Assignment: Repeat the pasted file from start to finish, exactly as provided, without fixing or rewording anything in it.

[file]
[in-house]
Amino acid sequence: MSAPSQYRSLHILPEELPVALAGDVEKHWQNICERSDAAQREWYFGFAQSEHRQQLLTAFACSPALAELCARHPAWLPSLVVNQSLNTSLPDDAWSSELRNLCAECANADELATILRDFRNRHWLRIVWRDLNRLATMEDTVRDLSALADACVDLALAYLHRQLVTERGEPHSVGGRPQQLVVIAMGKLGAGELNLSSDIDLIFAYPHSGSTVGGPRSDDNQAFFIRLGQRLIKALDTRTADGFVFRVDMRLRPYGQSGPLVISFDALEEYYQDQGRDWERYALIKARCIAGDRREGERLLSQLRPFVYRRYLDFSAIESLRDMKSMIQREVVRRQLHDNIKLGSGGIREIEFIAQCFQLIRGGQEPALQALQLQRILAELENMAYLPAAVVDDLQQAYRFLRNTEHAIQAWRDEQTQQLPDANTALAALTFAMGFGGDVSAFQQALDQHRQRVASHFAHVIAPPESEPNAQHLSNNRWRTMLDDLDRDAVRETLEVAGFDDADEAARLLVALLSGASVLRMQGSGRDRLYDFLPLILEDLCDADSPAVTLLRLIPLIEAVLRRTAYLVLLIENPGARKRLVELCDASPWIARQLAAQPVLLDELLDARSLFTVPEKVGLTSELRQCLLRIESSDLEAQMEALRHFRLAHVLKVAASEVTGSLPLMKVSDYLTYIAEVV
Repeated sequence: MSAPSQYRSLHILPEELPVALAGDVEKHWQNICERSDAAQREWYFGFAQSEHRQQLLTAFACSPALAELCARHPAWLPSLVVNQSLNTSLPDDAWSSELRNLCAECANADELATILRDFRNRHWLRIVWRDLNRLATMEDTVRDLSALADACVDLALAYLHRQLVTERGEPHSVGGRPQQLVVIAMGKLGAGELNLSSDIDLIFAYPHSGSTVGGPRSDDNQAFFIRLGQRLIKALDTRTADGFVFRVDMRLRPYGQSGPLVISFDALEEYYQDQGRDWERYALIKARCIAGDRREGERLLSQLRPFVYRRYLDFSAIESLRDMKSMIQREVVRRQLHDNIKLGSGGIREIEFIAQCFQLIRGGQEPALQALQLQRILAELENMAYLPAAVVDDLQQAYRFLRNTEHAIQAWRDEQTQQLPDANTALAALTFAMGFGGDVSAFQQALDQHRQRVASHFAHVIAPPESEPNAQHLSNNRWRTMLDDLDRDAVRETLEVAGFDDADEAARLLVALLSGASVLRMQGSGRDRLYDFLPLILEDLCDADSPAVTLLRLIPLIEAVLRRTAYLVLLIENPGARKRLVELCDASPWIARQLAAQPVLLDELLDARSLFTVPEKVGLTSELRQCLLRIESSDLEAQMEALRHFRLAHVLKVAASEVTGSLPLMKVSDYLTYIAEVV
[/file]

[in-house]
Amino acid sequence: MSAPSQYRSLHILPEELPVALAGDVEKHWQNICERSDAAQREWYFGFAQSEHRQQLLTAFACSPALAELCARHPAWLPSLVVNQSLNTSLPDDAWSSELRNLCAECANADELATILRDFRNRHWLRIVWRDLNRLATMEDTVRDLSALADACVDLALAYLHRQLVTERGEPHSVGGRPQQLVVIAMGKLGAGELNLSSDIDLIFAYPHSGSTVGGPRSDDNQAFFIRLGQRLIKALDTRTADGFVFRVDMRLRPYGQSGPLVISFDALEEYYQDQGRDWERYALIKARCIAGDRREGERLLSQLRPFVYRRYLDFSAIESLRDMKSMIQREVVRRQLHDNIKLGSGGIREIEFIAQCFQLIRGGQEPALQALQLQRILAELENMAYLPAAVVDDLQQAYRFLRNTEHAIQAWRDEQTQQLPDANTALAALTFAMGFGGDVSAFQQALDQHRQRVASHFAHVIAPPESEPNAQHLSNNRWRTMLDDLDRDAVRETLEVAGFDDADEAARLLVALLSGASVLRMQGSGRDRLYDFLPLILEDLCDADSPAVTLLRLIPLIEAVLRRTAYLVLLIENPGARKRLVELCDASPWIARQLAAQPVLLDELLDARSLFTVPEKVGLTSELRQCLLRIESSDLEAQMEALRHFRLAHVLKVAASEVTGSLPLMKVSDYLTYIAEVV
Repeated sequence: MSAPSQYRSLHILPEELPVALAGDVEKHWQNICERSDAAQREWYFGFAQSEHRQQLLTAFACSPALAELCARHPAWLPSLVVNQSLNTSLPDDAWSSELRNLCAECANADELATILRDFRNRHWLRIVWRDLNRLATMEDTVRDLSALADACVDLALAYLHRQLVTERGEPHSVGGRPQQLVVIAMGKLGAGELNLSSDIDLIFAYPHSGSTVGGPRSDDNQAFFIRLGQRLIKALDTRTADGFVFRVDMRLRPYGQSGPLVISFDALEEYYQDQGRDWERYALIKARCIAGDRREGERLLSQLRPFVYRRYLDFSAIESLRDMKSMIQREVVRRQLHDNIKLGSGGIREIEFIAQCFQLIRGGQEPALQALQLQRILAELENMAYLPAAVVDDLQQAYRFLRNTEHAIQAWRDEQTQQLPDANTALAALTFAMGFGGDVSAFQQALDQHRQRVASHFAHVIAPPESEPNAQHLSNNRWRTMLDDLDRDAVRETLEVAGFDDADEAARLLVALLSGASVLRMQGSGRDRLYDFLPLILEDLCDADSPAVTLLRLIPLIEAVLRRTAYLVLLIENPGARKRLVELCDASPWIARQLAAQPVLLDELLDARSLFTVPEKVGLTSELRQCLLRIESSDLEAQMEALRHFRLAHVLKVAASEVTGSLPLMKVSDYLTYIAEVV